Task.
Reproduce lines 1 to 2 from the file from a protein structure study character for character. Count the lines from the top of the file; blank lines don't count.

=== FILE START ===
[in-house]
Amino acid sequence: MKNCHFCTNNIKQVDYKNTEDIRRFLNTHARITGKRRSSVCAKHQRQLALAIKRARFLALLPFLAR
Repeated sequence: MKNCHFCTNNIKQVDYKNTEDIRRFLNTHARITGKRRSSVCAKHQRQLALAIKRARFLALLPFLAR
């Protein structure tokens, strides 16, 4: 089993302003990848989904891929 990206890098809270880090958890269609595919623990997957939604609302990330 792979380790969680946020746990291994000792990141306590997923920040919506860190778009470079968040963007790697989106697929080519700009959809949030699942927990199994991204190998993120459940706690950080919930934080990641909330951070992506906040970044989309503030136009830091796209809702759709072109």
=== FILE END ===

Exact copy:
[in-house]
Amino acid sequence: MKNCHFCTNNIKQVDYKNTEDIRRFLNTHARITGKRRSSVCAKHQRQLALAIKRARFLALLPFLAR